- Bank announces it's slowing QE in second half of 2016
- Governor Stefan Ingves says bank is proactive in approach
Swedish central bank Governor Stefan Ingves took a gamble and pulled it off.
The governor on Thursday decided to keep his key rate unchanged and extended a program to buy bonds to the end of the year. Yet the bank also signaled its unprecedented easing campaign may be coming to an end, sending the krona higher.
Just hours later, ECB President Mario Draghi played right into his hands by holding off on digging even deeper into his toolbox, saying his policies are working. The ECB’s failure to add stimulus pared gains in the krona, which is key for the Swedish bank in its battle to spark inflation.
"The Riksbank was absolutely correct,” said Martin Enlund, a currency analyst at Nordea Bank in Stockholm. "Had the Riksbank not been so dovish, it would have given speculators a kind of green light."
Put another way, not taking any action "would have been a potential policy mistake," Enlund said.
Ingves and his board have been in a bit of a pickle. On the one hand they need to drive inflation up towards the bank’s 2 percent target -- something that hasn’t happened for the last five year. On the other, they need to be wary of the risks of a housing bubble amid a strong economic recovery.
Thursday’s measures were primarily designed to counter currency gains that, in the words of the central bank, "could damp growth and inflation in Sweden and affect confidence in the inflation target.”
“With continued expansionary monetary policy abroad, there is a risk that the krona will appreciate earlier and faster than in the forecast,” the bank said.
But as Ingves himself pointed out, what really matters is what much more influential jurisdictions are up to. So Ingves had to be proactive while Frankfurt still had its cards close to its chest.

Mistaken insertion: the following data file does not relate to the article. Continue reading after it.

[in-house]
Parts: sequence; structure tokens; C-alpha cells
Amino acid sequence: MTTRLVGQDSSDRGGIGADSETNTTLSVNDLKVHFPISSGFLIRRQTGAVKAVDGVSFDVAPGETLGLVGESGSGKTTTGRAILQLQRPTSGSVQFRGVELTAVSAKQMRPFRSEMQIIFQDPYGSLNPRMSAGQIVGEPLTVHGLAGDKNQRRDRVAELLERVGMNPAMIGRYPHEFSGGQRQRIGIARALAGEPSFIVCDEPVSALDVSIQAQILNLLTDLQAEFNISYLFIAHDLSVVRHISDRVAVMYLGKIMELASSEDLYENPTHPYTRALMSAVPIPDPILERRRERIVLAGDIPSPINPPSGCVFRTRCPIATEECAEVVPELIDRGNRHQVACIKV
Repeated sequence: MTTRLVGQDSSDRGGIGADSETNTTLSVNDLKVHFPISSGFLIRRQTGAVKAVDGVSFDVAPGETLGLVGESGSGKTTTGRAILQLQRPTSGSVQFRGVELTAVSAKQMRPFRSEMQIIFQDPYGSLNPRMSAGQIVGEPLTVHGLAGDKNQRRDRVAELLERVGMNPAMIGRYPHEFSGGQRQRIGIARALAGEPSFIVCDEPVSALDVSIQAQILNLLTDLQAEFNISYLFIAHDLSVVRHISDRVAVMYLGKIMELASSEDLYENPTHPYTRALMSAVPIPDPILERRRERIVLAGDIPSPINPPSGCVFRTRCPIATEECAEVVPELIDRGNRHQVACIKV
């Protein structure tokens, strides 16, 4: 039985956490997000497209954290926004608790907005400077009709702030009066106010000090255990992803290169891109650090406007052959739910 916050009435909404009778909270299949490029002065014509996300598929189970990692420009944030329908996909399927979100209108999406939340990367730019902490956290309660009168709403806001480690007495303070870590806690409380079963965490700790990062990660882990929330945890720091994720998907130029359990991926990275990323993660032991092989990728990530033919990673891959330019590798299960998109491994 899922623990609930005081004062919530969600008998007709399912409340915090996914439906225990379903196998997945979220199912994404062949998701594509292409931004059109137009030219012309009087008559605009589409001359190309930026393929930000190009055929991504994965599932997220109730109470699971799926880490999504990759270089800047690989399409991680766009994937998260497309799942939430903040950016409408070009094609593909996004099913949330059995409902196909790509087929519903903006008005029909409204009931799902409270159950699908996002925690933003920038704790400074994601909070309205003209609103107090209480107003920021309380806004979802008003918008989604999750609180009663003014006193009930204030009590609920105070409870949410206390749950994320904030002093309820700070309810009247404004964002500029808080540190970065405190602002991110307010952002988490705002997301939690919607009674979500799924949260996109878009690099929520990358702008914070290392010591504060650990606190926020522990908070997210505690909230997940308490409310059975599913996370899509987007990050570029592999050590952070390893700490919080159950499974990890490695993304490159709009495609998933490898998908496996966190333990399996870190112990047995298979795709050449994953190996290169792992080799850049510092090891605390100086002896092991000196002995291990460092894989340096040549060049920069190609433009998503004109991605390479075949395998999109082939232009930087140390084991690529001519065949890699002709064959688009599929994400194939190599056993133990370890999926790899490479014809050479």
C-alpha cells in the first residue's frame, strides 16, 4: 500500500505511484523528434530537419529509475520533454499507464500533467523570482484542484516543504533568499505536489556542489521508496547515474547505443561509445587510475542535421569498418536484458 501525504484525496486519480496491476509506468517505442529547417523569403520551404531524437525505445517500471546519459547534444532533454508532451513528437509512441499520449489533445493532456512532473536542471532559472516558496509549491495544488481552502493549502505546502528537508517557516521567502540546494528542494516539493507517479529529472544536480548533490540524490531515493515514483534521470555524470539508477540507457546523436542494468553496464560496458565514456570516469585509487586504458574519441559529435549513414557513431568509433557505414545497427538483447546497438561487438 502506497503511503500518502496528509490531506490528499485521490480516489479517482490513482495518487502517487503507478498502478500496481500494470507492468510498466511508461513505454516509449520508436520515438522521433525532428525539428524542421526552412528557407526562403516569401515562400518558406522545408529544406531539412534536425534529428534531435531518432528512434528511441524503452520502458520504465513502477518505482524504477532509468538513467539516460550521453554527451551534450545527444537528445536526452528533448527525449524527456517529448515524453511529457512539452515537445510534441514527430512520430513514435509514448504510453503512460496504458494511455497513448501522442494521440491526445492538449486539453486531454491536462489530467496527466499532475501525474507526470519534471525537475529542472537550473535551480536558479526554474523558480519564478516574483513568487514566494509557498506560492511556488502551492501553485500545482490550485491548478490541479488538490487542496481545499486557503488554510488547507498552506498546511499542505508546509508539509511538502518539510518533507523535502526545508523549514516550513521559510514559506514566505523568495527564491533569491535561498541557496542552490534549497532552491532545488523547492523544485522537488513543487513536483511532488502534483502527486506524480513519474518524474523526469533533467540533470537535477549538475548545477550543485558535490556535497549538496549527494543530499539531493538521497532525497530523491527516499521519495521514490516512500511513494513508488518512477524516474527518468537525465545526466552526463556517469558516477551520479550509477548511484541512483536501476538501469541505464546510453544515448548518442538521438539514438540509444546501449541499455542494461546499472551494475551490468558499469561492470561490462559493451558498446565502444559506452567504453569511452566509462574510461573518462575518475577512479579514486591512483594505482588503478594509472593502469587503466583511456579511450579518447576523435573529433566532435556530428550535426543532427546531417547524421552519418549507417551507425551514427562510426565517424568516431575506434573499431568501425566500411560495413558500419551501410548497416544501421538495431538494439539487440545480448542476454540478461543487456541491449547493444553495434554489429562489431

"Had the Riksbank not done anything, we would have ended up with a completely different krona," said Knut Hallberg, an analyst at Swedbank. "Given the world we’re in, I think this is the only possible way forward. To give up now, after two years of fighting, would be devastating and a big policy mistake."
The Riksbank’s latest bond-buying program involves 45 billion kronor ($5.6 billion), including 15 billion kronor in inflation linked bonds, to be purchased during the second half of the year. That’s down from 65 billion kronor in the six months through June.
Ingves also signaled that further monetary stimulus is "less likely" to be needed "in the period ahead," prompting some commentators to speculate that Sweden’s unconventional monetary policy experiment may be coming to an end.
Ingves, however, is not giving up the just yet.
"Technically speaking, it’s fully possible for us" to cut rates below minus 0.5 percent, Ingves told Bloomberg TV. "As far as we can judge there haven’t really been any serious negative consequences in terms of markets functioning, bank profits and things like that. So we certainly can do more if we feel that we have to."